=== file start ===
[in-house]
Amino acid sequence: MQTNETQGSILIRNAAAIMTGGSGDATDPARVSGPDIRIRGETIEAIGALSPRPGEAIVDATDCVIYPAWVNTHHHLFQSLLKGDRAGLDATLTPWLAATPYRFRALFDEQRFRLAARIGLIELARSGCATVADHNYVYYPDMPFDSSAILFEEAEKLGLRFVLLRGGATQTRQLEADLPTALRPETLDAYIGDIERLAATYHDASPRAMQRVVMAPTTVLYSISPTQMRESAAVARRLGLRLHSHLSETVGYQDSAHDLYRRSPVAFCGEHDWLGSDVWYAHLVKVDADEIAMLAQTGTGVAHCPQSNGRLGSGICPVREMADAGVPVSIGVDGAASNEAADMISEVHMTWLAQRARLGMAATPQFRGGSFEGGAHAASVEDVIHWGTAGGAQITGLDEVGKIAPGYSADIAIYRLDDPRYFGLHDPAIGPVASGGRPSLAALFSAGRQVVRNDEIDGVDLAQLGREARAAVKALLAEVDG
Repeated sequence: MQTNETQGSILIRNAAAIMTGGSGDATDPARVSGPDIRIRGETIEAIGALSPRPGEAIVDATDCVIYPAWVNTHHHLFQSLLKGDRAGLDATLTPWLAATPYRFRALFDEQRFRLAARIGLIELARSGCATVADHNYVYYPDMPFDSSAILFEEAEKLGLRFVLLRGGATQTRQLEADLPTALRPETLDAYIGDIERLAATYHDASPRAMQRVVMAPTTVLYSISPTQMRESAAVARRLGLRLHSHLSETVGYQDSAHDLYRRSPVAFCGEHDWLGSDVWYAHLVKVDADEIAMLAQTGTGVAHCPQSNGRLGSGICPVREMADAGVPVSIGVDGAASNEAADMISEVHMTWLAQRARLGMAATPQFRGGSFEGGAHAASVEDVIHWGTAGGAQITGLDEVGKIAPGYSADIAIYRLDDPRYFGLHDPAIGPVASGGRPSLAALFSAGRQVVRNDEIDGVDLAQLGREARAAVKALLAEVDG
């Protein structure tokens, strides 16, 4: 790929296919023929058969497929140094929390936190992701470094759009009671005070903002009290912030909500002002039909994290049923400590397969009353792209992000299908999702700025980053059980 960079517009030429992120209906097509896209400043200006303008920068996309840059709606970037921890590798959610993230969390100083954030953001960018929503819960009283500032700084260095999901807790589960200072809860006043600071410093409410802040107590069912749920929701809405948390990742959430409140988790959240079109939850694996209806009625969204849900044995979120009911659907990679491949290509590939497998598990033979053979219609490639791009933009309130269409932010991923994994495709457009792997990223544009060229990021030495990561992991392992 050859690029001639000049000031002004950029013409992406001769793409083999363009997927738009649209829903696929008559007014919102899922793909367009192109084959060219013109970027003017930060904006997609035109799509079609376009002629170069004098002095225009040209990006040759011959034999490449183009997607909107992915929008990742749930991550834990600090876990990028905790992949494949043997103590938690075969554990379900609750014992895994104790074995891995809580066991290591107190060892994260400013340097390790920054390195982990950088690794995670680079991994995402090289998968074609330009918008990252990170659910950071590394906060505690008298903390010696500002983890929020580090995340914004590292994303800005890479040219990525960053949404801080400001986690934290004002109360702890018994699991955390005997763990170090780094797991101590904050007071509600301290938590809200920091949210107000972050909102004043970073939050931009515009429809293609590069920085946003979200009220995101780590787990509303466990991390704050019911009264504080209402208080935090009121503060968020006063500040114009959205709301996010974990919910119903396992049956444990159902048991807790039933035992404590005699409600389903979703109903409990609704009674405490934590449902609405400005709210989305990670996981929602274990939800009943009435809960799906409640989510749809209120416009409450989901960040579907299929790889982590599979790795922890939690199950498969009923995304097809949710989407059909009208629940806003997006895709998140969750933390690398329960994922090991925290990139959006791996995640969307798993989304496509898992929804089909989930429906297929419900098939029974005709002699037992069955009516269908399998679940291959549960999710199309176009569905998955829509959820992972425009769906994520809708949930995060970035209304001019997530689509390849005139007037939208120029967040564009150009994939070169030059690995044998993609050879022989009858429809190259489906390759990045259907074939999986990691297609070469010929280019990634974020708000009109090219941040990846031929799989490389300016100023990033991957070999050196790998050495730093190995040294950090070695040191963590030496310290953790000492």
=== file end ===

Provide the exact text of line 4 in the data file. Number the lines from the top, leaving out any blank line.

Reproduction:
């Protein structure tokens, strides 16, 4: 790929296919023929058969497929140094929390936190992701470094759009009671005070903002009290912030909500002002039909994290049923400590397969009353792209992000299908999702700025980053059980 960079517009030429992120209906097509896209400043200006303008920068996309840059709606970037921890590798959610993230969390100083954030953001960018929503819960009283500032700084260095999901807790589960200072809860006043600071410093409410802040107590069912749920929701809405948390990742959430409140988790959240079109939850694996209806009625969204849900044995979120009911659907990679491949290509590939497998598990033979053979219609490639791009933009309130269409932010991923994994495709457009792997990223544009060229990021030495990561992991392992 050859690029001639000049000031002004950029013409992406001769793409083999363009997927738009649209829903696929008559007014919102899922793909367009192109084959060219013109970027003017930060904006997609035109799509079609376009002629170069004098002095225009040209990006040759011959034999490449183009997607909107992915929008990742749930991550834990600090876990990028905790992949494949043997103590938690075969554990379900609750014992895994104790074995891995809580066991290591107190060892994260400013340097390790920054390195982990950088690794995670680079991994995402090289998968074609330009918008990252990170659910950071590394906060505690008298903390010696500002983890929020580090995340914004590292994303800005890479040219990525960053949404801080400001986690934290004002109360702890018994699991955390005997763990170090780094797991101590904050007071509600301290938590809200920091949210107000972050909102004043970073939050931009515009429809293609590069920085946003979200009220995101780590787990509303466990991390704050019911009264504080209402208080935090009121503060968020006063500040114009959205709301996010974990919910119903396992049956444990159902048991807790039933035992404590005699409600389903979703109903409990609704009674405490934590449902609405400005709210989305990670996981929602274990939800009943009435809960799906409640989510749809209120416009409450989901960040579907299929790889982590599979790795922890939690199950498969009923995304097809949710989407059909009208629940806003997006895709998140969750933390690398329960994922090991925290990139959006791996995640969307798993989304496509898992929804089909989930429906297929419900098939029974005709002699037992069955009516269908399998679940291959549960999710199309176009569905998955829509959820992972425009769906994520809708949930995060970035209304001019997530689509390849005139007037939208120029967040564009150009994939070169030059690995044998993609050879022989009858429809190259489906390759990045259907074939999986990691297609070469010929280019990634974020708000009109090219941040990846031929799989490389300016100023990033991957070999050196790998050495730093190995040294950090070695040191963590030496310290953790000492």